Putting Hendry on spot

Cubs general manager Jim Hendry will get his first crack at interviewing candidates for the club's manager's position this week when he brings fired Florida manager Joe Girardi to town. Lou Piniella and Bob Brenly also are believed to be on Hendry's short list , though no interviews had been scheduled as of Friday.

While Hendry makes his own list of questions for the candidates, here are seven questions the candidates may want to ask Hendry before deciding if the job is worth it:

Will Aramis Ramirez be my third baseman?

The Cubs are expected to make a decision on extending Ramirez's contract before he can exercise his opt-out clause and become a free agent two weeks after the World Series. Hendry has said he intends to keep Ramirez, and Ramirez has said he wants to stay a Cub. Ramirez undoubtedly will command more money for a long-term deal—here or elsewhere.

What are the budget parameters?

Interim club President John McDonough said last week he expected the 2007 payroll to be around the same as it was this year, about $100 million after Derrek Lee's extension in April. But with the stated urgency to turn things around as quickly as possible, and with no difference-making prospects on the immediate horizon, the free-agent market may be the only place the Cubs can fill their holes. Girardi performed magic with a $15 million budget in Florida, but there was no pressure to succeed. How would he do with a $115 million payroll?

What's up with Mark Prior, and is getting him back on track my responsibility?

No one knows whether Prior will return to form after his injury-plagued 2006 season, and his absence certainly would affect the off-season plans for the rotation. Brenly knows this firsthand and could be the one with the most influence in Prior's development.

Can fundamentals be taught to this group of Cubs?

All three candidates are solid on fundamentals, a recurring problem with the Cubs over the last 2½ seasons. They all probably have seen videos of Cubs outfielders making poor throws that allow runners to take extra bases. If the Cubs' plan is to have the same three starting outfielders in 2007, will any of the Big Three have the nerve to say, "Thanks, but I've already managed an expansion-type of team."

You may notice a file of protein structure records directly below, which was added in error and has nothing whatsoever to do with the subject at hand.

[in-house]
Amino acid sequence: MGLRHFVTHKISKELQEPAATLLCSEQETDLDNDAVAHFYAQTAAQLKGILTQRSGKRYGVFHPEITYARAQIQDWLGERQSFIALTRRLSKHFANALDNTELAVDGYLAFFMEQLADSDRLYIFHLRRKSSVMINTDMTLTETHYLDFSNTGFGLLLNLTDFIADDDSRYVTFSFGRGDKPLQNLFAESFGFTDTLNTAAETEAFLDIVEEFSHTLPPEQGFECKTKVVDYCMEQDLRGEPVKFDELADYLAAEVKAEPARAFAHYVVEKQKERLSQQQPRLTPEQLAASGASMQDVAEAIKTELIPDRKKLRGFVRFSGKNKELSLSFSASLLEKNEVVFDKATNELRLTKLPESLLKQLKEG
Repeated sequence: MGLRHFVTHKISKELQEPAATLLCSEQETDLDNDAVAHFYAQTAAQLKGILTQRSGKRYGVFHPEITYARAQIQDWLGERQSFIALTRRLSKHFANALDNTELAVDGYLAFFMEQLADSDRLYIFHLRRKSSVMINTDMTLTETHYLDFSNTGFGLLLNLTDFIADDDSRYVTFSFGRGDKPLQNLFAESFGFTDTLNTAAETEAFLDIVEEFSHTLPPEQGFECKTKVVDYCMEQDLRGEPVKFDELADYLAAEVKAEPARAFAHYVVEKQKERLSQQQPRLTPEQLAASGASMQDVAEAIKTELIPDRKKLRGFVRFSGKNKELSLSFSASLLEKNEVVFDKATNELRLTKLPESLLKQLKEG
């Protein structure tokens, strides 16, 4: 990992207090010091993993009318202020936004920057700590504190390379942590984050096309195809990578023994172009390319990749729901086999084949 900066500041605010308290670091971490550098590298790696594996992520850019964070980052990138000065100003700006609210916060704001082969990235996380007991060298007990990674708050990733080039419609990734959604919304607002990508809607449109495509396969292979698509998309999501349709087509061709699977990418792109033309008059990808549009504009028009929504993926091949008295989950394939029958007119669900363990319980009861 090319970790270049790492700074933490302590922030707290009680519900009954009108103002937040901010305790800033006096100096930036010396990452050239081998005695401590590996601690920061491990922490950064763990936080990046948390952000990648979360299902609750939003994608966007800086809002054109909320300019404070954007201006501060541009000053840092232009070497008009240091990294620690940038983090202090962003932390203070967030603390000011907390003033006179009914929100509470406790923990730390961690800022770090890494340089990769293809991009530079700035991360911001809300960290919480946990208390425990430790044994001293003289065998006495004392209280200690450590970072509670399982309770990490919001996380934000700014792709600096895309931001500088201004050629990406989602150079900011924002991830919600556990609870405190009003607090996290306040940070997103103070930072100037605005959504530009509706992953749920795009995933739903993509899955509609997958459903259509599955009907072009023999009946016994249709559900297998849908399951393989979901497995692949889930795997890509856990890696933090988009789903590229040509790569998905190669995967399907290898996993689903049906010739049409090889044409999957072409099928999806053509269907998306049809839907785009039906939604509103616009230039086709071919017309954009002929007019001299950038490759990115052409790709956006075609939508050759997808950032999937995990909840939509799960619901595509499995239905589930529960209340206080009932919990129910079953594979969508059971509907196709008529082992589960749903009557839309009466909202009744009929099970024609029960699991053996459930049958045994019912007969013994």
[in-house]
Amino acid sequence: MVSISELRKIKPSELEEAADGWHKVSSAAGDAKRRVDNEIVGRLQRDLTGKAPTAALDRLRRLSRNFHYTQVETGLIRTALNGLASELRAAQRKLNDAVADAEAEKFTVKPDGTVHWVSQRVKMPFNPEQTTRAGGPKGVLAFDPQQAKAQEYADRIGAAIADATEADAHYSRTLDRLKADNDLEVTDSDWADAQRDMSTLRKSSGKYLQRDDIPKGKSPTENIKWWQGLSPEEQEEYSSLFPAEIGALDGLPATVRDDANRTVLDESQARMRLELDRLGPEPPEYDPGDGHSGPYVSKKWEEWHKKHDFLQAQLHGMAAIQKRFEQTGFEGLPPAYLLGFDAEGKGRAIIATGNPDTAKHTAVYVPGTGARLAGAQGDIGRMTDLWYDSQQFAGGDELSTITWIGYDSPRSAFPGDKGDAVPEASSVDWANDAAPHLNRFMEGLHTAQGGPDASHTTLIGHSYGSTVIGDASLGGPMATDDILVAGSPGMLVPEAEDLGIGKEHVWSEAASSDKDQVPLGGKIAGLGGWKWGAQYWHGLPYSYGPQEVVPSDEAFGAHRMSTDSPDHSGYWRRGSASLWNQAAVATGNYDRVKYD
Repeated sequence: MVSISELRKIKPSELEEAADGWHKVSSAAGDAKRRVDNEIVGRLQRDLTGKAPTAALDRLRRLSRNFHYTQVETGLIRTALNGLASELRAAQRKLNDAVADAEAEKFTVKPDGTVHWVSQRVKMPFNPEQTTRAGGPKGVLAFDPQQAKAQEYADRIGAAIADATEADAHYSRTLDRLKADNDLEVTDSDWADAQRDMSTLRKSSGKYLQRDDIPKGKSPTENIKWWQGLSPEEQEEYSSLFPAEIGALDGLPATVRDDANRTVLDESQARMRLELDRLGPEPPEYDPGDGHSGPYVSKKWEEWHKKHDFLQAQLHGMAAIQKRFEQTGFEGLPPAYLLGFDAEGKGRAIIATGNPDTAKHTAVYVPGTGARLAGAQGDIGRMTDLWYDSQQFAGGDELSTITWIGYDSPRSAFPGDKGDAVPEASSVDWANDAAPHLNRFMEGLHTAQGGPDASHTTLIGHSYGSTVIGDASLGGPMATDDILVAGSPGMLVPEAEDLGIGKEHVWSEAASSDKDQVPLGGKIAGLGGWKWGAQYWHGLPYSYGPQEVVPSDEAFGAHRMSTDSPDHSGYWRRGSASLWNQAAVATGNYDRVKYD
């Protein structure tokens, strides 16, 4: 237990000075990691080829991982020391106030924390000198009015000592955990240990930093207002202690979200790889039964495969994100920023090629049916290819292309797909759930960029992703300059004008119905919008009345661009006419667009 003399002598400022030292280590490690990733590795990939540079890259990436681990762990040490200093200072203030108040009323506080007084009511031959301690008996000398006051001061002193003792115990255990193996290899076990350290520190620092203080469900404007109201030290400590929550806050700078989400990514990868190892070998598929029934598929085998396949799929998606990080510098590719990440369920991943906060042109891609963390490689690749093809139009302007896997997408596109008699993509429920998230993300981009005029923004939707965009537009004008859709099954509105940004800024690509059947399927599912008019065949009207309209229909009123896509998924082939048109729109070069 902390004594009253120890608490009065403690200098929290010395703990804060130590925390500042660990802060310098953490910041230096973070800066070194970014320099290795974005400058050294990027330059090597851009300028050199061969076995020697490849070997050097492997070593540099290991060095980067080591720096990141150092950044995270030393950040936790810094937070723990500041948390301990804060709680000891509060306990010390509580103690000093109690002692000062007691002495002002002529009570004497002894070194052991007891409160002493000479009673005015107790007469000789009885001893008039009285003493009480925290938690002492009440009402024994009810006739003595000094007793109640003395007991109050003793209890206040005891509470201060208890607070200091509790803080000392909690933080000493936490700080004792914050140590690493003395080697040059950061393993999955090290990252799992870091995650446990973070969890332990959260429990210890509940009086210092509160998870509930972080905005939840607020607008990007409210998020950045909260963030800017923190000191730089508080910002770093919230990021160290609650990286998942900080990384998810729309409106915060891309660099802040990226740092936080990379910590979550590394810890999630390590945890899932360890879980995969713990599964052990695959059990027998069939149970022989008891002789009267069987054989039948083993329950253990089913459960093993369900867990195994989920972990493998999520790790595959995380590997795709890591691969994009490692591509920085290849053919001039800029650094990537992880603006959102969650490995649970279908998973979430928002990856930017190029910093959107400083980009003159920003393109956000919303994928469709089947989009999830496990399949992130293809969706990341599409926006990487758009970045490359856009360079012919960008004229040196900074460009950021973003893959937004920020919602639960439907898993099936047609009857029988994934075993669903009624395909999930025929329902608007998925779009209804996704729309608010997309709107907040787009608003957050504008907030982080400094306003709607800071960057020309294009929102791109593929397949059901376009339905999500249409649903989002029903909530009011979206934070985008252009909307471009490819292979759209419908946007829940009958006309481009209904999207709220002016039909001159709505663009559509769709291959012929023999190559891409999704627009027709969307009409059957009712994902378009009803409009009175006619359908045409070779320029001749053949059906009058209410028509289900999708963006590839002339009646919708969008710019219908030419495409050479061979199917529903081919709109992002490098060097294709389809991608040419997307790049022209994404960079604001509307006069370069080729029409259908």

Is there a farm system in place, or will we have to rely on the Phil Nevins of the baseball world if someone goes down?

Brenly already may know the answer to this one. The Cubs' reliance on early-to-midseason pickups like Nevin, Tony Womack, Matt Lawton, Jody Gerut and other last-chance types over the last couple of years is a glaring indictment of the farm system's failure to produce serviceable position players in case of injuries or other predicaments. Recall that Marquis Grissom was invited to spring training this year before he opted to retire at the end of March. If top prospect Felix Pie isn't ready to come up, will the next manager have to play mix-and-match again?

Do I have any media commitments besides the pregame and postgame interviews?

The Cubs may have to come up with a new philosophy when it comes to availability of the manager after Dusty Baker was shielded from reporters for most of the last two seasons, and his office was usually off-limits. Girardi was not known to be media-friendly in Florida, though he maintained a good relationship with the press when he played for the Cubs. Piniella always has been one of the more open and available managers in the game, and Brenly also understands the importance of creating a working relationship with the conduits to the fans.

Do you have my back?

This is the most important question any managerial aspirant has to ask his potential boss, and he has to know if he takes the job if the GM is being totally honest with him. Girardi's squabble with Florida owner Jeffrey Loria might have been resolved if GM Larry Beinfest had been in his corner. Hendry sprang to Baker's defense when he felt announcer Steve Stone was too harsh in his criticism at the end of the '04 season, and the man he picks as Baker's successor must know he will get the same kind of support from beginning to end.